And then the other sin that's listed is in 2 Samuel 24, and it's the sin of the census, taking the census. We cannot be sure what exactly the sin was, but whatever it is, it was clear to the people that lived in that time because even his general urged him not to do it. Possibly, it was the sin of pride and ambition. Possibly, it was David's way of showing that he was really not dependent on God but on Israel's army. It may be that he intended to take that census and do something with it like put a heavy tax burden on the people or even conscript them in labor to fulfill some of his dreams. We don't know exactly what it was, but those sins are the ones that are specifically exposed of David.

And a major issue through this whole time of David's weaknesses and struggles and failures is his son's Absalom's revolt. Absalom saw David's sin; here are the natural consequences of what he did with Bathsheba. And Absalom tries to seek the kingdom in 2 Samuel 12 all the way through 19, even putting David as king on the run. And then David dies, that happens in 1 Kings.

Let's briefly begin our look at 1 and 2 Kings. The author of the book of 1 and 2 Kings, and I say book because it is a single book really. It's artificially divided just for the sake of convenience for us, but it's one book. The author of it, some believe was Jeremiah, that's unlikely. It may have been a contemporary of Jeremiah, or more likely I think it was a series of prophetic chronicles composed by a series of court prophets. And they were written and compiled during the exile, during the Babylonian exile, so all of the events that are written there had occurred. They now found themselves in exile, and this book is written.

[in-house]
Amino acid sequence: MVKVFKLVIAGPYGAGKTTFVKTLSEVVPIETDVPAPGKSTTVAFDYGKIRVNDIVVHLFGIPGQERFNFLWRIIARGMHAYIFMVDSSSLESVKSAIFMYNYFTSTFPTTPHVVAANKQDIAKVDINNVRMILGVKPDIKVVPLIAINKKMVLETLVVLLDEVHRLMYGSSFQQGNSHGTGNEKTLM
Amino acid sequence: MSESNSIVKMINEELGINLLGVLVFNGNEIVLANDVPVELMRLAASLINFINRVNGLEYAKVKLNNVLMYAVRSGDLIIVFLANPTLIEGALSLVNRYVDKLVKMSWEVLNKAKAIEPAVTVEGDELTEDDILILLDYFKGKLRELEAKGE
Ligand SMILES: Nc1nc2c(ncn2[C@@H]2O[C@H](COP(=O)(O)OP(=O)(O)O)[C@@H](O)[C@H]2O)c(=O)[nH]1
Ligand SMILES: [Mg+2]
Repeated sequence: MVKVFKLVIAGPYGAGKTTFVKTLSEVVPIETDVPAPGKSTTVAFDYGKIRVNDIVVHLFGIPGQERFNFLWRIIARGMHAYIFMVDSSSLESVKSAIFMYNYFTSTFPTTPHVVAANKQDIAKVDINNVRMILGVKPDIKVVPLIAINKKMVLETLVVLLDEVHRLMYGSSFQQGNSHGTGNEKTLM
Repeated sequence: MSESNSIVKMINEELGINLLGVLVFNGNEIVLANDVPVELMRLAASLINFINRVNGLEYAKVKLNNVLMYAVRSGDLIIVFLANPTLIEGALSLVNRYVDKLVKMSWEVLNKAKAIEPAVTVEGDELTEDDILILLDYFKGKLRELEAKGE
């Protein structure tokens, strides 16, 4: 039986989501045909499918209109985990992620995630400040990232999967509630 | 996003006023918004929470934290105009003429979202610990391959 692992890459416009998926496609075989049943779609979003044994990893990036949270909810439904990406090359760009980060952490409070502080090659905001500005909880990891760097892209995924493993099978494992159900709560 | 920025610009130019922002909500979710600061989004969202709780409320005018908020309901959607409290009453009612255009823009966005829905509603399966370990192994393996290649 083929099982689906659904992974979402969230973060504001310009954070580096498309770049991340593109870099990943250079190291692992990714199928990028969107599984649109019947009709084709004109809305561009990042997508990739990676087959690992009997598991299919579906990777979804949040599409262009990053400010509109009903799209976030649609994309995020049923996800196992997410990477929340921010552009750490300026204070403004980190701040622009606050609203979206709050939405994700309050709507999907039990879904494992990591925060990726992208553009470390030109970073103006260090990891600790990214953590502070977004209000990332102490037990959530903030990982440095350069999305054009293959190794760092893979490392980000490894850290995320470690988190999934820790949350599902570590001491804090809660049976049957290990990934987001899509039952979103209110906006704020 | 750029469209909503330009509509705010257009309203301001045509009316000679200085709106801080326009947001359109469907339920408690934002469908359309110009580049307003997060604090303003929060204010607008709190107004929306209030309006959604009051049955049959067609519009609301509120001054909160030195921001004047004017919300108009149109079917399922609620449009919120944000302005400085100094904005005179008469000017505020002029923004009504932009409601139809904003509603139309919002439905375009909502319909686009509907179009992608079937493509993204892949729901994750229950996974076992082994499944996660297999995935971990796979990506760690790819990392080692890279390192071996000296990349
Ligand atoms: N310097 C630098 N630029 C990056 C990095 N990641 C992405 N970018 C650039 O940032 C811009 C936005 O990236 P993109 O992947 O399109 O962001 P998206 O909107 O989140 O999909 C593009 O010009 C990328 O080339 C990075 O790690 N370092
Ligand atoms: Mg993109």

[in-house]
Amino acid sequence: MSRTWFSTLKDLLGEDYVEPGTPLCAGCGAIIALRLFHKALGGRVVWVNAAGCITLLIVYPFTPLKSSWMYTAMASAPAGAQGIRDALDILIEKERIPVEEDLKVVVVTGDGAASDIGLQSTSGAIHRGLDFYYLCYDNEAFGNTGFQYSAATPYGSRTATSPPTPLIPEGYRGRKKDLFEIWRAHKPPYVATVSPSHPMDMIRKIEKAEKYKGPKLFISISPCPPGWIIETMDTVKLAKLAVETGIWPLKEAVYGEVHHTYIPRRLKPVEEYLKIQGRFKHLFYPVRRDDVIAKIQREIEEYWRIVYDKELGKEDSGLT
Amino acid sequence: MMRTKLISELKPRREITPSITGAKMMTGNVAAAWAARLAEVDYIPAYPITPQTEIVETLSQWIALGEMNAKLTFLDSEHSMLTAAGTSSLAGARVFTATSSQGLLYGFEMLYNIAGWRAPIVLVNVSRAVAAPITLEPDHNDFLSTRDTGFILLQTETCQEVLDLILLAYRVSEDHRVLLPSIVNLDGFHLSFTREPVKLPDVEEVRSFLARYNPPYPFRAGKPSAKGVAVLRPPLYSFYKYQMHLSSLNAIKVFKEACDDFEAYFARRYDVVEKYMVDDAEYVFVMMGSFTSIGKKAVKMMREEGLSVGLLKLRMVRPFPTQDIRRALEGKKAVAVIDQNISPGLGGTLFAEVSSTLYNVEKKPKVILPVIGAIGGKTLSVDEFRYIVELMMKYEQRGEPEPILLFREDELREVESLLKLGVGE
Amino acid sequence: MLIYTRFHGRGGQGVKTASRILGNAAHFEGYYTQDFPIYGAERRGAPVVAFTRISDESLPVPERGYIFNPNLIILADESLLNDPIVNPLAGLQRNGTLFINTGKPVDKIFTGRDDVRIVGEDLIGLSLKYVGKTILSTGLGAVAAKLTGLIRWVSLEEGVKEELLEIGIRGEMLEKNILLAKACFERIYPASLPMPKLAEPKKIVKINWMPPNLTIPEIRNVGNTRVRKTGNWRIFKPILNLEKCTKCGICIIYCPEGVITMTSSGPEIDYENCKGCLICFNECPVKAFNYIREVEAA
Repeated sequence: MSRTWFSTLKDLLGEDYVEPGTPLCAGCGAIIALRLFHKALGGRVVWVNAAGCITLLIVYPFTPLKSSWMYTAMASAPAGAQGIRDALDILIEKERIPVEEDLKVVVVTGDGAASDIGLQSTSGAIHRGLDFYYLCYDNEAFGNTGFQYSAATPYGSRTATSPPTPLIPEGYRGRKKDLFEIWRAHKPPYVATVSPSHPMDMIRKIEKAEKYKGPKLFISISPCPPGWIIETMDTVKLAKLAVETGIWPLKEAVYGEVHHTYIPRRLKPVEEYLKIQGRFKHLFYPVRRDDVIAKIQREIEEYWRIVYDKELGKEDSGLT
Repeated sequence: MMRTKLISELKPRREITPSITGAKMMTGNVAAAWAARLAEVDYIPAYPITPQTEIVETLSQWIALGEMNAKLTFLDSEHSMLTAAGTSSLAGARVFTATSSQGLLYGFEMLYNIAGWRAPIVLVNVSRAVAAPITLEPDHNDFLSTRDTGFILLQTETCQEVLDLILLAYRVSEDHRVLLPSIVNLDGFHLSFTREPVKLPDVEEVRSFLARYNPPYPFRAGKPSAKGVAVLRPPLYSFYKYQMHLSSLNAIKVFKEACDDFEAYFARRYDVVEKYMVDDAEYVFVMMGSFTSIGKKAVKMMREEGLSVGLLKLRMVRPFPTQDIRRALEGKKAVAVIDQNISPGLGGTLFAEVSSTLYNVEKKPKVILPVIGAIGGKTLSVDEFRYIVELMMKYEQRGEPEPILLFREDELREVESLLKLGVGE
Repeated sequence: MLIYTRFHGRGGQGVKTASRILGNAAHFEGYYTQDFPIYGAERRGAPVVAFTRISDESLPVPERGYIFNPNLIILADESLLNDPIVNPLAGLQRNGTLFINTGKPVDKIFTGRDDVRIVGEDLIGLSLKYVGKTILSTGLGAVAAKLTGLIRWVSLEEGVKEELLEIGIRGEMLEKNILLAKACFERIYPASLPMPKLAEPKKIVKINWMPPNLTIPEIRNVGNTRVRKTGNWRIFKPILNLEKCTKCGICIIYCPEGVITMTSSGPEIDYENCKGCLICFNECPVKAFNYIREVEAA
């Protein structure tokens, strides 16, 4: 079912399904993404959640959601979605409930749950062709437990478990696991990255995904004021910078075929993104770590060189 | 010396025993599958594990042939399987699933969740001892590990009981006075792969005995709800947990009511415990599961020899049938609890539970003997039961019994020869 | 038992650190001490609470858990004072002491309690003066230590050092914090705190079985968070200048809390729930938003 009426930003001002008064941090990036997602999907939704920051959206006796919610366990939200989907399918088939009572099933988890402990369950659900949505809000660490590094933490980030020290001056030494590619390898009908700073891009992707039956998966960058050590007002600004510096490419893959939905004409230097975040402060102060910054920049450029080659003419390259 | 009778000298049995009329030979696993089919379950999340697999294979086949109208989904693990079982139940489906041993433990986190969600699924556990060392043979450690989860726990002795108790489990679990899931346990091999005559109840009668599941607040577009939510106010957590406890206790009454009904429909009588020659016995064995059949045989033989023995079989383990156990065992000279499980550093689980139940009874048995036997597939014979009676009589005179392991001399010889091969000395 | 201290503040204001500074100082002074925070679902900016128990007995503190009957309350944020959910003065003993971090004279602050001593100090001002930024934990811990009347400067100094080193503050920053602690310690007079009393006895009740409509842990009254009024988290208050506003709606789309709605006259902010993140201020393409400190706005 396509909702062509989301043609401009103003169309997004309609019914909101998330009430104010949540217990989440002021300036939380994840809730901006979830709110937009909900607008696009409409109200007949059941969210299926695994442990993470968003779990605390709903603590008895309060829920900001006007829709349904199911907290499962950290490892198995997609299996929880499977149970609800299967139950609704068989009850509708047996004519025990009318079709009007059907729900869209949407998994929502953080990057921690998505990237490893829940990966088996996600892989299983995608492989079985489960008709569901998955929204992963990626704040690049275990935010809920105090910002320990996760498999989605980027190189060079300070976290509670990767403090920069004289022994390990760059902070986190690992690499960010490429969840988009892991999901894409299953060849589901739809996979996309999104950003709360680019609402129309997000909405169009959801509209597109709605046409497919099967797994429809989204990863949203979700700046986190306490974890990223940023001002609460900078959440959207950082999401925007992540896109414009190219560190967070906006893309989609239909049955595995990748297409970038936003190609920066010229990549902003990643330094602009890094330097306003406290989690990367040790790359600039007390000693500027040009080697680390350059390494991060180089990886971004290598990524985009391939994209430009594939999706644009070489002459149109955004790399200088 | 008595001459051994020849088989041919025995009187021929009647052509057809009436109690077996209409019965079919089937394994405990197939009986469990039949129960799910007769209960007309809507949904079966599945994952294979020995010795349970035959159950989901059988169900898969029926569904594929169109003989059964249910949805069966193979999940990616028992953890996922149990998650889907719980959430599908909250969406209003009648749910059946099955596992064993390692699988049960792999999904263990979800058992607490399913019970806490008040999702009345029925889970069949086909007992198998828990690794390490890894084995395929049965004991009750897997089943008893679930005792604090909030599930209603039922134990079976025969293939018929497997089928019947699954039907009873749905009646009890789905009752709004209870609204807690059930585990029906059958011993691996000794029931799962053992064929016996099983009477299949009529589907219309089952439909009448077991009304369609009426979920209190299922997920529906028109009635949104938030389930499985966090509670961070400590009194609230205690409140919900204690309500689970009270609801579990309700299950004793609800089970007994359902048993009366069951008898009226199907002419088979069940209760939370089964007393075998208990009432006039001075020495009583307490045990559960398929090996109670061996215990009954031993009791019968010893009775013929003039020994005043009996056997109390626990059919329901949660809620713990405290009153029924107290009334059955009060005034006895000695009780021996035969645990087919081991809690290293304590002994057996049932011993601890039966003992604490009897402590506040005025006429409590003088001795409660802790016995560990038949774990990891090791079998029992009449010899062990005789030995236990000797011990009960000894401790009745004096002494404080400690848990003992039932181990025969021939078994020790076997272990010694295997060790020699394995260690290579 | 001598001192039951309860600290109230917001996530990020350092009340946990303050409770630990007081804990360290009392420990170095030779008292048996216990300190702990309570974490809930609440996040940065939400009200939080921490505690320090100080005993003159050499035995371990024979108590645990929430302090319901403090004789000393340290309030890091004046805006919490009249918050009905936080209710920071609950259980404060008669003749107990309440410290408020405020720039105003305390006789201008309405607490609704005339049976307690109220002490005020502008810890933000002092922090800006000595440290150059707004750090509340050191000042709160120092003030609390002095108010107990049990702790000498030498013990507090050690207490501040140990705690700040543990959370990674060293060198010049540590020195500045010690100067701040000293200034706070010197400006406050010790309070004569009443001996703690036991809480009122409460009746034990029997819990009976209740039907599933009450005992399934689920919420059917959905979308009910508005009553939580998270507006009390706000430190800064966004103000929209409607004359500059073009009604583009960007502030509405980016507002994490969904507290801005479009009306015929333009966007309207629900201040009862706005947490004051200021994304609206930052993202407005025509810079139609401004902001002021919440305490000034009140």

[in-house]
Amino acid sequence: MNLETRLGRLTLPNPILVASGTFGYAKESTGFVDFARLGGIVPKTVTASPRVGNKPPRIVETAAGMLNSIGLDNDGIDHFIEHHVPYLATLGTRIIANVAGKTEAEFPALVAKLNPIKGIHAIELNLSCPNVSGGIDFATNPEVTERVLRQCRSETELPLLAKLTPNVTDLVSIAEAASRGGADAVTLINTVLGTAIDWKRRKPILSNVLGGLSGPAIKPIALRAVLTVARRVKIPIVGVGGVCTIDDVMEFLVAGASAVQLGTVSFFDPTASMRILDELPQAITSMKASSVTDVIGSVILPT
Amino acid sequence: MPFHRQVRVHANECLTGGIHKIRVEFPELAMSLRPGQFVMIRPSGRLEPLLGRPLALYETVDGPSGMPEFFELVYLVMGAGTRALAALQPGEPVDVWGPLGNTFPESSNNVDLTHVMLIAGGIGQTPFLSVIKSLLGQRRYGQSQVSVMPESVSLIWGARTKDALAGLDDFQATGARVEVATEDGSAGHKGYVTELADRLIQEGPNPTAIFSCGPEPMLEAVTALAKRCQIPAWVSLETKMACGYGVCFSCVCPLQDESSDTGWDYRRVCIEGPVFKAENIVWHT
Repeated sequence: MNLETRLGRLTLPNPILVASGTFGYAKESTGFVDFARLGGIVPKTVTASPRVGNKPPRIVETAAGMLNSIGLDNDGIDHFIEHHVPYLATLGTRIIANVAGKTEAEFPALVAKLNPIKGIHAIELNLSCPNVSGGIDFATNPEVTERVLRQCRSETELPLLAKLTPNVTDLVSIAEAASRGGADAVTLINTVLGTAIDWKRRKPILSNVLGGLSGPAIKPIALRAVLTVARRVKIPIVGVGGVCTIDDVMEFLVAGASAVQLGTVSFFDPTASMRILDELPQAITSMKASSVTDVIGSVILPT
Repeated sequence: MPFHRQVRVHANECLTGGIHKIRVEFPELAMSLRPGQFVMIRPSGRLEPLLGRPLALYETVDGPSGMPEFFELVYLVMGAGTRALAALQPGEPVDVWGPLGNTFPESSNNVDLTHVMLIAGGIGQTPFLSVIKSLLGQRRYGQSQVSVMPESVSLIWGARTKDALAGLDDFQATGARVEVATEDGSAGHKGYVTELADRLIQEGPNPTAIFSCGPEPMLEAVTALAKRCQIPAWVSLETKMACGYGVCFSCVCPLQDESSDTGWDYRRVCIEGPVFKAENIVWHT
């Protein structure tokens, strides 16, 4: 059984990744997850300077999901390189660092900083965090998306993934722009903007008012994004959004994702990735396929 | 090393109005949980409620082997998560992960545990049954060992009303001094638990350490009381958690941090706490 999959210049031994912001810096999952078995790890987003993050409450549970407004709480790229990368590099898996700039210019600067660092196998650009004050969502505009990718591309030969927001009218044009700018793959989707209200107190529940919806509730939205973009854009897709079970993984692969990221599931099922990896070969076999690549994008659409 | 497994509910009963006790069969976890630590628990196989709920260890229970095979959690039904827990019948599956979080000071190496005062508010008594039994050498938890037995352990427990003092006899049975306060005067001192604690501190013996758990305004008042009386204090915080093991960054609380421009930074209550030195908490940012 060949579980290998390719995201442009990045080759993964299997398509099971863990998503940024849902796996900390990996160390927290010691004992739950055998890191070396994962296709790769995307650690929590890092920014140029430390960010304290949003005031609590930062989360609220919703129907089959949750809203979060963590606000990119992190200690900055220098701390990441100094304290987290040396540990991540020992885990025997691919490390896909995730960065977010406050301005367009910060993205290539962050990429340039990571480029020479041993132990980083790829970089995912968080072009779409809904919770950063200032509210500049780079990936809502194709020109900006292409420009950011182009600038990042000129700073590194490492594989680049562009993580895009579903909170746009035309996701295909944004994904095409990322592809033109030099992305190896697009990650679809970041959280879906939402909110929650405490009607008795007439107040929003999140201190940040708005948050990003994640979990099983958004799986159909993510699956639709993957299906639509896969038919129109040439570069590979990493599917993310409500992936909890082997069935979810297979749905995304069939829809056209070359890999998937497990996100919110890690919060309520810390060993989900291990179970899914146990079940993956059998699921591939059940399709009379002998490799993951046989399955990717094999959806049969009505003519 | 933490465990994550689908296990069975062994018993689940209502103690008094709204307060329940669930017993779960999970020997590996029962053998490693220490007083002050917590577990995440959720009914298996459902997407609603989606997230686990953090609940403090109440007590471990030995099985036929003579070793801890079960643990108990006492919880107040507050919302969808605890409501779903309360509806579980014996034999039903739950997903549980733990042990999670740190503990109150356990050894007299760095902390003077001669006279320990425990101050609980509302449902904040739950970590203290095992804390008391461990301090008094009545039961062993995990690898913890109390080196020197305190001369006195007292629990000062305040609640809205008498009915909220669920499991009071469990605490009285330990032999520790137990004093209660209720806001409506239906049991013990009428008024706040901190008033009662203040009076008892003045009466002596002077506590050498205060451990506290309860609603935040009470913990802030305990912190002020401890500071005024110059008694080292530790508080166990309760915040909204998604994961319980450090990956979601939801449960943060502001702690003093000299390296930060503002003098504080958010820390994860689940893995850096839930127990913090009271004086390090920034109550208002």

So, the purpose of 1 and 2 Kings then was written to remind them of their consistent violation of the Mosaic Covenant, to show that the exile was consistent with that covenant, and ultimately, of course, to urge them and encourage repentance as they were there in exile. And so as you read 1 and 2 Kings, you will see that point made again and again, that God intervenes through the prophets to urge His people to repent, to turn back to the covenant that they made with Him back at Sinai in Exodus 19. And time and again, they refuse, and God brings judgment and ultimately, the ultimate judgment. He brings exile when they are exported from the land.